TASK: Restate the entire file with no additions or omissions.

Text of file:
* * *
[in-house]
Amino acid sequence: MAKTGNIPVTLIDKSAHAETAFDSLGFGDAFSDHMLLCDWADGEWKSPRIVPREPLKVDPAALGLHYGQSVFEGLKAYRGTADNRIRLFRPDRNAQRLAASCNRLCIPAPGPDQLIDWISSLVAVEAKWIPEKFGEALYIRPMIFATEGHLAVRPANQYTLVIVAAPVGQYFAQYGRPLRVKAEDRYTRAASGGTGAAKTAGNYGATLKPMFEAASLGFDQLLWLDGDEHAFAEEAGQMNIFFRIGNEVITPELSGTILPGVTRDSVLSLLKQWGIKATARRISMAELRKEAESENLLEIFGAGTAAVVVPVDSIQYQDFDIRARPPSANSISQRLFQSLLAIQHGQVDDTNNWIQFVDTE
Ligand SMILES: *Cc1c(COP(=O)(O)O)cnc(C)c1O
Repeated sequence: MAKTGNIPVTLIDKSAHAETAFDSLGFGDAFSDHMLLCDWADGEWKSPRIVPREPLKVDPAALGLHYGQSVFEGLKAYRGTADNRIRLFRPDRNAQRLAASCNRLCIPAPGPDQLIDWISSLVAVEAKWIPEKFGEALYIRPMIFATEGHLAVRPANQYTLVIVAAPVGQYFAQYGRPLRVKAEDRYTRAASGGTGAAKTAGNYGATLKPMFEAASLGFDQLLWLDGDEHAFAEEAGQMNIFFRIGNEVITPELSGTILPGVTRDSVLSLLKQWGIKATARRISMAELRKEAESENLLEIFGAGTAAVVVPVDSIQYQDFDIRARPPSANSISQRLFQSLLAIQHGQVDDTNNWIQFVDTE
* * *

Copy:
[in-house]
Amino acid sequence: MAKTGNIPVTLIDKSAHAETAFDSLGFGDAFSDHMLLCDWADGEWKSPRIVPREPLKVDPAALGLHYGQSVFEGLKAYRGTADNRIRLFRPDRNAQRLAASCNRLCIPAPGPDQLIDWISSLVAVEAKWIPEKFGEALYIRPMIFATEGHLAVRPANQYTLVIVAAPVGQYFAQYGRPLRVKAEDRYTRAASGGTGAAKTAGNYGATLKPMFEAASLGFDQLLWLDGDEHAFAEEAGQMNIFFRIGNEVITPELSGTILPGVTRDSVLSLLKQWGIKATARRISMAELRKEAESENLLEIFGAGTAAVVVPVDSIQYQDFDIRARPPSANSISQRLFQSLLAIQHGQVDDTNNWIQFVDTE
Ligand SMILES: *Cc1c(COP(=O)(O)O)cnc(C)c1O
Repeated sequence: MAKTGNIPVTLIDKSAHAETAFDSLGFGDAFSDHMLLCDWADGEWKSPRIVPREPLKVDPAALGLHYGQSVFEGLKAYRGTADNRIRLFRPDRNAQRLAASCNRLCIPAPGPDQLIDWISSLVAVEAKWIPEKFGEALYIRPMIFATEGHLAVRPANQYTLVIVAAPVGQYFAQYGRPLRVKAEDRYTRAASGGTGAAKTAGNYGATLKPMFEAASLGFDQLLWLDGDEHAFAEEAGQMNIFFRIGNEVITPELSGTILPGVTRDSVLSLLKQWGIKATARRISMAELRKEAESENLLEIFGAGTAAVVVPVDSIQYQDFDIRARPPSANSISQRLFQSLLAIQHGQVDDTNNWIQFVDTE